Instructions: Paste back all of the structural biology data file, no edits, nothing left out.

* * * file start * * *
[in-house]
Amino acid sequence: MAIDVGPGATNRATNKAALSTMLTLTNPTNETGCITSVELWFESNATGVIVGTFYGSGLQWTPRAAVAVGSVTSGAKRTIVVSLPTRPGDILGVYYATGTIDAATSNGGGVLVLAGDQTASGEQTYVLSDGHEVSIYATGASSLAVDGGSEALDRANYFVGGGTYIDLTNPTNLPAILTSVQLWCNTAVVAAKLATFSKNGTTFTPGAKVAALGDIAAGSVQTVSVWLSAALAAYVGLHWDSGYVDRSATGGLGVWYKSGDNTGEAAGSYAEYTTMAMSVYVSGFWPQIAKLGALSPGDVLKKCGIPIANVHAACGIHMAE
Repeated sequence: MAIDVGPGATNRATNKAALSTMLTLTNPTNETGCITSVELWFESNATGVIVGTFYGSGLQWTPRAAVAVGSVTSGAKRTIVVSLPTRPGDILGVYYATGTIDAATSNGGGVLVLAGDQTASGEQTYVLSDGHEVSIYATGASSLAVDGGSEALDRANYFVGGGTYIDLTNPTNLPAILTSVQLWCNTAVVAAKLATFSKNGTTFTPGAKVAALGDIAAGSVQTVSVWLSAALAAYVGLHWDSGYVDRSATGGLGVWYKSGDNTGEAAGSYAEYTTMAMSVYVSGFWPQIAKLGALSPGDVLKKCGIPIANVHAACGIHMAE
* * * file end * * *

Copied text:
[in-house]
Amino acid sequence: MAIDVGPGATNRATNKAALSTMLTLTNPTNETGCITSVELWFESNATGVIVGTFYGSGLQWTPRAAVAVGSVTSGAKRTIVVSLPTRPGDILGVYYATGTIDAATSNGGGVLVLAGDQTASGEQTYVLSDGHEVSIYATGASSLAVDGGSEALDRANYFVGGGTYIDLTNPTNLPAILTSVQLWCNTAVVAAKLATFSKNGTTFTPGAKVAALGDIAAGSVQTVSVWLSAALAAYVGLHWDSGYVDRSATGGLGVWYKSGDNTGEAAGSYAEYTTMAMSVYVSGFWPQIAKLGALSPGDVLKKCGIPIANVHAACGIHMAE
Repeated sequence: MAIDVGPGATNRATNKAALSTMLTLTNPTNETGCITSVELWFESNATGVIVGTFYGSGLQWTPRAAVAVGSVTSGAKRTIVVSLPTRPGDILGVYYATGTIDAATSNGGGVLVLAGDQTASGEQTYVLSDGHEVSIYATGASSLAVDGGSEALDRANYFVGGGTYIDLTNPTNLPAILTSVQLWCNTAVVAAKLATFSKNGTTFTPGAKVAALGDIAAGSVQTVSVWLSAALAAYVGLHWDSGYVDRSATGGLGVWYKSGDNTGEAAGSYAEYTTMAMSVYVSGFWPQIAKLGALSPGDVLKKCGIPIANVHAACGIHMAE